Background: Fitzpatrick Skin Type is a classification system used by dermatologists to categorize the response of different skin types to ultraviolet light and to assess skin cancer risk. Transplant recipients maintained on immunosuppression have a markedly higher incidence of new skin cancers and this risk magnifies over time with continued exposure to immunosuppression. Gogia et al reported that skin cancer risk among transplant recipients was found to correlate with skin type, with the highest risk in Fitzpatrick Skin Types I and II. However, these reports are hampered by limited clinical data and did not assess pre-malignant lesions. To expand on these findings, we sought to examine the incidence of malignant and premalignant skin lesions and their relationship to Fitzpatrick Skin Type among a diverse cohort of transplant patients.
Methods: We retrospectively examined all de novo referrals of transplant recipients to the newly established specialized transplant dermatology center during its initial 12 months of operations. Patients were evaluated for all cutaneous lesions. Fitzpatrick skin type (I-VI) was determined by standard methodology based on how patients reported their skins response to sun without sunscreen. Nonmelanoma skin cancers (NMSC) included basal cell cancer (BCC) and squamous cell cancer (SCC). Precancerous lesions included porokeratosis, actinic keratosis, and atypical intraepidermal melanocytic proliferation (AIEMP).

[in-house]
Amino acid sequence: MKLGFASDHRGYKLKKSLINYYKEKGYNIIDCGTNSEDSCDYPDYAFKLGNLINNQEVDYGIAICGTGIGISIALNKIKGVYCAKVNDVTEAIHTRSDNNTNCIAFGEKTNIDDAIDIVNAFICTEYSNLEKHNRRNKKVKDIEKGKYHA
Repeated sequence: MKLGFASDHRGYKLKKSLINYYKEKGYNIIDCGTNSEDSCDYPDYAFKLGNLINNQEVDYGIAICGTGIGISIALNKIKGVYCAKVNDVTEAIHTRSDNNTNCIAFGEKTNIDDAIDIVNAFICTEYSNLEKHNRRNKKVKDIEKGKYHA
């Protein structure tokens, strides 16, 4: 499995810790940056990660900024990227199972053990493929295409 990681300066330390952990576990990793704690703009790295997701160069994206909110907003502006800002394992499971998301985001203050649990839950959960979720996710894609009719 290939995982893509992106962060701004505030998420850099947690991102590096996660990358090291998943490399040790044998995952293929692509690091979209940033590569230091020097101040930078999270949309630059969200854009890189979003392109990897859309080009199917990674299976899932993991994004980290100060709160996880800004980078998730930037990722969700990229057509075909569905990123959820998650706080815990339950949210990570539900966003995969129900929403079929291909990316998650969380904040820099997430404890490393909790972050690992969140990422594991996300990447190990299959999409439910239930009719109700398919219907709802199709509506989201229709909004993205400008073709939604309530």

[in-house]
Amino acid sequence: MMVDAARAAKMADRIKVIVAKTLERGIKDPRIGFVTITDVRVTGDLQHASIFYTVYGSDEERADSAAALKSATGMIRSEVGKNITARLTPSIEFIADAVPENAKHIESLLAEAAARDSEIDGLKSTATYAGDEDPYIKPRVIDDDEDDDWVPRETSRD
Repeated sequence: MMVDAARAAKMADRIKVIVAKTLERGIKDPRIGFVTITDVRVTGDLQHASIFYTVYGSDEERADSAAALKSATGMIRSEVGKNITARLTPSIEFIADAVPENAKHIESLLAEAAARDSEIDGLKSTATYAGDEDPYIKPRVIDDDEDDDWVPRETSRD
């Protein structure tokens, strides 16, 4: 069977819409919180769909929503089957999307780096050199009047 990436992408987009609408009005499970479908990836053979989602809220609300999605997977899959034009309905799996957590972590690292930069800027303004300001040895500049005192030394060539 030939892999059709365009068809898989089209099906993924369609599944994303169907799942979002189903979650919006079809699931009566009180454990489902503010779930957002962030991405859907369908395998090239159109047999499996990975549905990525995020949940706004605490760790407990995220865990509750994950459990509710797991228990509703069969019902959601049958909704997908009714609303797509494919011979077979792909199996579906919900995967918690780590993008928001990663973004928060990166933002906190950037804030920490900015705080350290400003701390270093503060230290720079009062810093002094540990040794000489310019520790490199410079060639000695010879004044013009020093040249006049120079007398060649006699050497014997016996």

Results: A total of 100 sequential patients were evaluated. Twenty-two percent had a diagnosis of NMSC or a precancerous lesion (Table 1). The average age of this cohort was 55.3 years and the majority were male (63.6%). Kidney (40.9%) and heart (22.7%) were the most frequently transplanted organs seen. The most common cancerous lesion was basal cell carcinoma (50.0%) and the most common precancerous lesion was actinic keratosis (22.7%). None of the patients had malignant melanoma. NMSC and precancerous lesions were diagnosed in all Fitzpatrick Skin Types, I-VI.
Conclusions: In this study, transplant patients of all Fitzpatrick skin types were found to have NMSC or a precancerous lesion. We therefore believe that patient education coupled with specialized transplant dermatology care should be considered an essential part of the care of transplant patients of all skin types.
To cite this abstract in AMA style:Abdelmalek M, Chung C, Pritchett E, Nijhawan R, Malat G, Guy S, Doyle A. Distribution of Skin Cancers and Precancerous Lesions among Transplant Patients Based on Fitzpatrick Skin Type [abstract]. Am J Transplant. 2013; 13 (suppl 5). https://atcmeetingabstracts.com/abstract/distribution-of-skin-cancers-and-precancerous-lesions-among-transplant-patients-based-on-fitzpatrick-skin-type/. Accessed July 2, 2020.
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